Do you like your salsa mild or hot? For hot salsa, select varieties of chili peppers such as Jalapeno, Serrano, or Habanera. If you prefer mild salsa, opt for bell peppers and mix with a mildly hot pepper like Anaheim. Four different pepper plants will allow you to mix, match, and experiment with a variety of salsa flavors.
Start seeds indoors, under lights, 8 weeks before your last frost date. Transplant hardened-off seedlings into the garden after all danger of frost has past. Space pepper plants at least 12 inches apart. Use small tomato cages to help support the plants. Water regularly if rainfall is scarce. Plants need about 1 inch of water weekly once they are actively growing.
Onion flavors range from sweet to pungent. Select onion varieties that grow well in your area. Grow from seed or small bulbs in the spring. Space onions 4 inches apart or place 9 per square foot.
Garlic is usually planted in the fall for larger bulbs, but it can be planted in the spring as soon as the ground can be worked. The spring grown bulbs will be smaller, but will taste the same. Space fall planted garlic 6 per square foot and spring planted garlic 9 per square foot.
Another option to add garlic flavor to your salsa is to purchase a garlic chive plant, which we carry at Martha’s Bloomers. Chopped garlic chives will add a nice, mild garlic flavor to your salsa and will make a nice addition to your salsa garden.
Cilantro adds a nice, fresh zing to salsa. Cilantro matures quickly, especially in warm weather, so to keep a continuous supply of cilantro available for your fresh salsa, grow a slow bolt variety, such as Cilantro Long Standing and keep seeding every 3 weeks.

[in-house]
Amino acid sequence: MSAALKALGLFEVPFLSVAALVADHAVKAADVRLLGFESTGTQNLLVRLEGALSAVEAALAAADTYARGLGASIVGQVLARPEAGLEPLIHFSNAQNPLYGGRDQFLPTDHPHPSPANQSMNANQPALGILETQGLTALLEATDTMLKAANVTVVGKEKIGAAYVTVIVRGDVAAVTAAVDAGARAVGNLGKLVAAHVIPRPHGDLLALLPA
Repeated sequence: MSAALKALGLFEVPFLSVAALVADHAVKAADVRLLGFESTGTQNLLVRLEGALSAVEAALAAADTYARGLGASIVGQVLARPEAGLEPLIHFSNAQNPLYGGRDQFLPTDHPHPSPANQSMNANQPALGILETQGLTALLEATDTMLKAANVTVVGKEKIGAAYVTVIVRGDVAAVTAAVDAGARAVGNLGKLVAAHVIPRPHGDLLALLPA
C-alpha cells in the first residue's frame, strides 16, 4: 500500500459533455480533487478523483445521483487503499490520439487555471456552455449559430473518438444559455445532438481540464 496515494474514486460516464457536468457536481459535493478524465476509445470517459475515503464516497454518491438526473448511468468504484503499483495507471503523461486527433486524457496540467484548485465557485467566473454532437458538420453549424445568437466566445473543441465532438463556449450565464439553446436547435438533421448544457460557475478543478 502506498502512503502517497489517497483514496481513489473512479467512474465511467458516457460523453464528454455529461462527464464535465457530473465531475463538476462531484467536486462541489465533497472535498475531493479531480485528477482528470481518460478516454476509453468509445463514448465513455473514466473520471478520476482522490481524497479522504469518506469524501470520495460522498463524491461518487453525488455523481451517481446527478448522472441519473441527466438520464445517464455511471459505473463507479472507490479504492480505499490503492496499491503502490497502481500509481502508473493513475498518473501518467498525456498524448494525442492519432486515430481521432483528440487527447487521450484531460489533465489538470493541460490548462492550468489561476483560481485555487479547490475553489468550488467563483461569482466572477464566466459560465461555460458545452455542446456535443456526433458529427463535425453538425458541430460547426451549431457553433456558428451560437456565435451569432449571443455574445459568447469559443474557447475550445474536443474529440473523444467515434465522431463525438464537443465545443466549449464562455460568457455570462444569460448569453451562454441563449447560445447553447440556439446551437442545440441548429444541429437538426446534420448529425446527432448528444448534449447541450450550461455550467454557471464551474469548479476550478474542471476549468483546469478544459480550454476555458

Direct sow cilantro seeds in one square, 4 inches apart or 9 per square foot. Cover seeds with ½ an inch of soil and keep moist. Sow another round in the next square 3 weeks later, then the next 3 weeks after that, and then the next. Keep rotating and this will maintain a steady supply of fresh cilantro growing and ready for harvest for your salsa.
This Saturday, April 15th, the lovely Karen Weir will be giving a free seminar on container gardening and which plants make great companions for them. The seminar will be at 11 AM in The Arbor Room of Café M. Bloomers.
Karen Weir has lived in Texas since 1976. She graduated from Sam Houston State University with a degree in Horticulture and did all of her internships with the Smithsonian Plant Research Programs. Prior to that, she was a Master Gardener and a Houston Nurseryman for many years. She has also enjoyed doing a Saturday radio spot and occasional television segment with PBS in Houston. At retirement, she moved to College Station and she now gives talks to garden clubs and seminars at Martha’s Bloomers. She is quoted as saying, “Gardening is a great love of mine and plant people are very special folks!”
Join us with Master Gardener, Gay Houston on Saturday, April 1, 2017 at 11 am. The seminar will be held on the Patio, right outside of our famous Café M. Bloomers. Gay is presenting a seminar over which annuals perennials are complement each other for our area.
Gay Houston was employed at Martha’s Bloomers from the time it was under construction in December of 1999 until her retirement. While at Martha’s Bloomers, she established the plant areas and loved being “The Plant Lady”. Gay is a Master Gardener and a licensed Texas Certified Nursery Professional with a degree in Biology. During her years of employment, she enjoyed meeting and advising the people she met on many different aspects of horticulture. After many years of growing her own garden, she loves sharing knowledge of her favorite perennials with her many gardening friends.